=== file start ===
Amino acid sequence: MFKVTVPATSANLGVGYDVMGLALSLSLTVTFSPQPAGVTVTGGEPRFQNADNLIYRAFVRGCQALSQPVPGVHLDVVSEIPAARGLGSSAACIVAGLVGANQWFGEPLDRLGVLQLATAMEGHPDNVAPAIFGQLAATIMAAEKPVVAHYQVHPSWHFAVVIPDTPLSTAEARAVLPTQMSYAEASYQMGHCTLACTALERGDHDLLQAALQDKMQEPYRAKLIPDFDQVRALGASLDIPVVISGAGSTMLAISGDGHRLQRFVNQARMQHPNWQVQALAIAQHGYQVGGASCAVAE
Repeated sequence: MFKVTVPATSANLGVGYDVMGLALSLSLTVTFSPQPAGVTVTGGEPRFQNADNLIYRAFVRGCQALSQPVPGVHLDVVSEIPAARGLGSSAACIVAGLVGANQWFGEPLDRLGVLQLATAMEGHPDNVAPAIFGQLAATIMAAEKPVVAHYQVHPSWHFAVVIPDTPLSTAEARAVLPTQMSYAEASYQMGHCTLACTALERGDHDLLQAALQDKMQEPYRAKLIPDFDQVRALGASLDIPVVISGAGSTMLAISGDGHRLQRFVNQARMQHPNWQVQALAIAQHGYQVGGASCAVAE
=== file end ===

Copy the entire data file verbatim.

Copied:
Amino acid sequence: MFKVTVPATSANLGVGYDVMGLALSLSLTVTFSPQPAGVTVTGGEPRFQNADNLIYRAFVRGCQALSQPVPGVHLDVVSEIPAARGLGSSAACIVAGLVGANQWFGEPLDRLGVLQLATAMEGHPDNVAPAIFGQLAATIMAAEKPVVAHYQVHPSWHFAVVIPDTPLSTAEARAVLPTQMSYAEASYQMGHCTLACTALERGDHDLLQAALQDKMQEPYRAKLIPDFDQVRALGASLDIPVVISGAGSTMLAISGDGHRLQRFVNQARMQHPNWQVQALAIAQHGYQVGGASCAVAE
Repeated sequence: MFKVTVPATSANLGVGYDVMGLALSLSLTVTFSPQPAGVTVTGGEPRFQNADNLIYRAFVRGCQALSQPVPGVHLDVVSEIPAARGLGSSAACIVAGLVGANQWFGEPLDRLGVLQLATAMEGHPDNVAPAIFGQLAATIMAAEKPVVAHYQVHPSWHFAVVIPDTPLSTAEARAVLPTQMSYAEASYQMGHCTLACTALERGDHDLLQAALQDKMQEPYRAKLIPDFDQVRALGASLDIPVVISGAGSTMLAISGDGHRLQRFVNQARMQHPNWQVQALAIAQHGYQVGGASCAVAE